EG Group today announces it has submitted a planning application to build a new Asda On the Move store on Scarisbrick New Road in Southport

Proposals for a new 24-hour Asda store on the edge of Southport town centre have been approved by Sefton Council. 

The new facility will be built at 3A Scarisbrick New Road, near the junction with Virginia Street, after the demolition and decommissioning of the current ‘under-performing’ BP Petrol Filling Station and Spar shop. 

It would be owned by the Issa’ brothers’ EG Group, creating eight new full-time jobs. 

The first Asda convenience store in Southport would add to the current Asda superstore at Central 12 retail park on Derby Road. 

Sefton Council instructed Nexus Planning to provide retail and town centre planning policy advice for the application. 

Nexus Planning did not feel that the new store would have any adverse impact on any existing businesses in the town centre. 

In their report, they said: “The National Planning Policy Framework (NPPF) indicates that planning applications for retail uses that are not in an existing centre should be refused planning permission where they are likely to result in a significant adverse impact.

“We recognise that the scale of the proposal is limited (relative to the size of Southport town centre), and that it is highly unlikely that the proposal would result in any significant adverse impact such that the trading position of existing operators would be prejudiced.”

The new store will be over three times as large as the existing Spar store on site, a growth from 93m² to 350m². 

Five years ago plans were submitted to transform the site on Scarisbrick New Road into Southport’s first Starbucks drive through coffee shop, which never materialised.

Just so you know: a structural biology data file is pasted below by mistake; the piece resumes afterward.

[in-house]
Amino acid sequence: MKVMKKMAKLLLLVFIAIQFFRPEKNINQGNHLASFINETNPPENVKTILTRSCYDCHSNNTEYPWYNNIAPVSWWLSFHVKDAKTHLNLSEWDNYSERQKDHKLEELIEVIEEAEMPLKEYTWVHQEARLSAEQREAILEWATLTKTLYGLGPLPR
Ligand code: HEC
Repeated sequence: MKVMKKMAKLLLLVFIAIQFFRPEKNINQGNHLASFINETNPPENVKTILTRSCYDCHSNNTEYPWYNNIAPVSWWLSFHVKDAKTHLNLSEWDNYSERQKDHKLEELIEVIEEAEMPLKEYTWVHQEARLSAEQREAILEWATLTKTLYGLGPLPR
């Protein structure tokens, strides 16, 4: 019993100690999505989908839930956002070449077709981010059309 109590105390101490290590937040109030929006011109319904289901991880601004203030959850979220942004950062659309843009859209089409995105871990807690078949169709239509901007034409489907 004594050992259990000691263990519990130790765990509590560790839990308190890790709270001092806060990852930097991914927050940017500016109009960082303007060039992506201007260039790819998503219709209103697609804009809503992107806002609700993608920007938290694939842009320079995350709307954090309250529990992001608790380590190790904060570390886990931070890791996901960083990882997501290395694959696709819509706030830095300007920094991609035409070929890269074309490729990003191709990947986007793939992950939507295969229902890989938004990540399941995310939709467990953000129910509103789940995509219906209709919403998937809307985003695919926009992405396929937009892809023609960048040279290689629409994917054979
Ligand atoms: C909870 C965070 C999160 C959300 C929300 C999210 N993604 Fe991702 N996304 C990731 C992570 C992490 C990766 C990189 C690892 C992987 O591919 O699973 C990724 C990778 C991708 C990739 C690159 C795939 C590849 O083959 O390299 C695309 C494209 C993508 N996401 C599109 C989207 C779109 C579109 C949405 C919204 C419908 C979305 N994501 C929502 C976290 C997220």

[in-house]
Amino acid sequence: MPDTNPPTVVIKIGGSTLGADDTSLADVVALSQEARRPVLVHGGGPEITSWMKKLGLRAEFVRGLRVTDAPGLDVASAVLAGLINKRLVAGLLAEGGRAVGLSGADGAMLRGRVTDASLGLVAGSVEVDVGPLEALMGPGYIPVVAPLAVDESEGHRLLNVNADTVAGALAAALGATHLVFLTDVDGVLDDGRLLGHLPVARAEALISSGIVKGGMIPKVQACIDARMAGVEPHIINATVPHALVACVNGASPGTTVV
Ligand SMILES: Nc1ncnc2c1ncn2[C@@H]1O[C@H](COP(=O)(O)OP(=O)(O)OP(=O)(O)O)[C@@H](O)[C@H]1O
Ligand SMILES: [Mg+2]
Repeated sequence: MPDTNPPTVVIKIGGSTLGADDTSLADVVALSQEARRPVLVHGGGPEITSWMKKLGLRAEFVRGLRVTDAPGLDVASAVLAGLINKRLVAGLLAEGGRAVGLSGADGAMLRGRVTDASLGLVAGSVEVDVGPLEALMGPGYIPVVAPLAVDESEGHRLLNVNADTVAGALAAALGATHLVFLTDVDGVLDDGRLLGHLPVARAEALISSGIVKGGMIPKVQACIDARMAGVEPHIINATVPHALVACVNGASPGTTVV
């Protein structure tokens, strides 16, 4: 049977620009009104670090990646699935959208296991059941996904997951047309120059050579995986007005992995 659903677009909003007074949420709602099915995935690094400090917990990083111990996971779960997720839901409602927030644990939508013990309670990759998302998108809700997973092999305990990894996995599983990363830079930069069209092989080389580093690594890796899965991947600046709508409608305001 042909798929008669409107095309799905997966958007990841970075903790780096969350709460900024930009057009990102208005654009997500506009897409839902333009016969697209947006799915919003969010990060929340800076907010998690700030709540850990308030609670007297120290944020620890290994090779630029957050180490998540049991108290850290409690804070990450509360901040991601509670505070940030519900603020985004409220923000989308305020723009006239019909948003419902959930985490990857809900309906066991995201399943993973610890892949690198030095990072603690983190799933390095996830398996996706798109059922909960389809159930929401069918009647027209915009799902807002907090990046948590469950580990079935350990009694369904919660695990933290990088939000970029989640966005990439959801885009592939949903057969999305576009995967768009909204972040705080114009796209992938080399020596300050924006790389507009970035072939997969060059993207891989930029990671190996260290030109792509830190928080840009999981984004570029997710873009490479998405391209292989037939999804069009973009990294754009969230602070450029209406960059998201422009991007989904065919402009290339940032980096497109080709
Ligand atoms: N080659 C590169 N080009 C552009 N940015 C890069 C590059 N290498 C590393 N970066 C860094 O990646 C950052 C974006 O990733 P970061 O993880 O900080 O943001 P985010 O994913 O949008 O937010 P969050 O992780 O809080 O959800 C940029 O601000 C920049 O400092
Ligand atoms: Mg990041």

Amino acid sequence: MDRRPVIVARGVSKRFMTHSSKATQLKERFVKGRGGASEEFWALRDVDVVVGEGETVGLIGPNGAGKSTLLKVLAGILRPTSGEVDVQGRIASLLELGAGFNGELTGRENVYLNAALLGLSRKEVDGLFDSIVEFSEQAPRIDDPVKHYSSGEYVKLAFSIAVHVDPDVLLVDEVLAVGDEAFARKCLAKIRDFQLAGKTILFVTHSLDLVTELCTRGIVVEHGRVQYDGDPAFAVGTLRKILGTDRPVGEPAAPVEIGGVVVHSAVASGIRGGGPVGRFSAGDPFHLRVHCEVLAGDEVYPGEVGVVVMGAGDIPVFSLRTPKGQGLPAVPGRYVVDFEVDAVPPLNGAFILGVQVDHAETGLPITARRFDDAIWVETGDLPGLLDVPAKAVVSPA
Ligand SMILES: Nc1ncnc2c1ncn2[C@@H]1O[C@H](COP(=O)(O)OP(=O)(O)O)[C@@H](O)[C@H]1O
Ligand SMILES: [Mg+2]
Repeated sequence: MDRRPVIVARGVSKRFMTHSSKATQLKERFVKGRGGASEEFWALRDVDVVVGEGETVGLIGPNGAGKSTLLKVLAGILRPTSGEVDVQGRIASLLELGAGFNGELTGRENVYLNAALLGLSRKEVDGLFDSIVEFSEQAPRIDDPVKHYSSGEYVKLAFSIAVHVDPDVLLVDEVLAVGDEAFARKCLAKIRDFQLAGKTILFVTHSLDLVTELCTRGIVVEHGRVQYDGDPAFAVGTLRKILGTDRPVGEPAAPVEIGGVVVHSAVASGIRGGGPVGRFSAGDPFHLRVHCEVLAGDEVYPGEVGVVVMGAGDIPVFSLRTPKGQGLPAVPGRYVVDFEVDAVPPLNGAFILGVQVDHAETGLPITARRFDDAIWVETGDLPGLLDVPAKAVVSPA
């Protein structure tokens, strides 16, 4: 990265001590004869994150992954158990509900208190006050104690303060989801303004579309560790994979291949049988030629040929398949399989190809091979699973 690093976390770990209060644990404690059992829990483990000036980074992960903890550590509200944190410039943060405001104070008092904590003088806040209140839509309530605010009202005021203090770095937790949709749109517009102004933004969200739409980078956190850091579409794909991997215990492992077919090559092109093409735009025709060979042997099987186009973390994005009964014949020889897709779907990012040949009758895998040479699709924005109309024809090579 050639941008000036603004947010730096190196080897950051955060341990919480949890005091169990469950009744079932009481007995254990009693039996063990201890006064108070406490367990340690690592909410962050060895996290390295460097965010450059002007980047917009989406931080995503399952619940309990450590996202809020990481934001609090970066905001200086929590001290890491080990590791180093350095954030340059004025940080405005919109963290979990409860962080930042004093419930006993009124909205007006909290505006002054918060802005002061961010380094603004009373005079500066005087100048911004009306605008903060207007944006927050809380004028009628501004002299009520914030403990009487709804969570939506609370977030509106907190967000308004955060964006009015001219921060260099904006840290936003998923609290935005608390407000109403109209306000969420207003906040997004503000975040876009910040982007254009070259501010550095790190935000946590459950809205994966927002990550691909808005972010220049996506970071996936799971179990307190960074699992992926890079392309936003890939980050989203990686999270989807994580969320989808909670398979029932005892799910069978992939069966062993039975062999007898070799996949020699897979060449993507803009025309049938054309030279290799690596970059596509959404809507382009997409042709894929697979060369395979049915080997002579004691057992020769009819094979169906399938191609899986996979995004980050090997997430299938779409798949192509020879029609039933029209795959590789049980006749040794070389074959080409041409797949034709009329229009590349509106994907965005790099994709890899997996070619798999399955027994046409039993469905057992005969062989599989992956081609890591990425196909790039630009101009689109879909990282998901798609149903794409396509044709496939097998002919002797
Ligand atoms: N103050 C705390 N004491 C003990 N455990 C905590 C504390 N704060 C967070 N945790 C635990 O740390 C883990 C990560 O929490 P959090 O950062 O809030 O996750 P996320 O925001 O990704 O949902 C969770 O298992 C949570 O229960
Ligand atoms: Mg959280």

Starbucks is currently pursuing plans to open its drive through coffee shop at Ocean Plaza in Southport instead. 

The planning statement was submitted by Asbri Planning Ltd in Swansea. 

In it, they said: “The existing convenience store on site amounts to 93m². It is proposed to increase this to 350m² to provide a local store that is fit for purpose as a top-up function rather than act as a comprehensive convenience store.

“The proposed store will replace the existing convenience store on site and will be located within the centre of the site, where the existing Petrol Filling Station is sited.

“The proposed development will provide 21 customer spaces (including disabled spaces). The car park will also include 2 spaces with charging points encouraging more carbon neutral modes of transport.

The BP Service Station at 3a Scarisbrick New Road in Southport

The BP Service Station at 3a Scarisbrick New Road in Southport

“In regard to appearance of the proposed convenience store, it will be engineered to be one storey and comprise a modern design which will comprise a positive enhancement to the site and surrounding area

“It is proposed that the units will operate on a 24-hour basis.

“Finally, the proposed development will result in economic benefits in the form of significant job creation in the form of circa 8 FTE positions.”

The firm revealed that the BP facility was due to be decommissioned because of a lack of customers. 

They said: “The existing Petrol Filling Station is underperforming.

“EG Group, a market leader in the provision of fuel sale throughout the UK are seeking an alternative use in order to avoid the prospect of a long-term vacancy at the site.

“The decommissioning of petrol filling stations is a time consuming and cost hungry process.

“There are few prospective uses which would enable a viable redevelopment to be undertaken and a positive use brought forward at such sites.

“The use of the land as a convenience store would represent such a use and will result in a continuation of retail uses at the site, enable job retention / creation and an increased level of choice and value for customers who will overwhelmingly be drawn from the immediate locality.

“The proposed store is small in scale and not large enough to give rise to impact concerns in respect of existing shopping patterns.”

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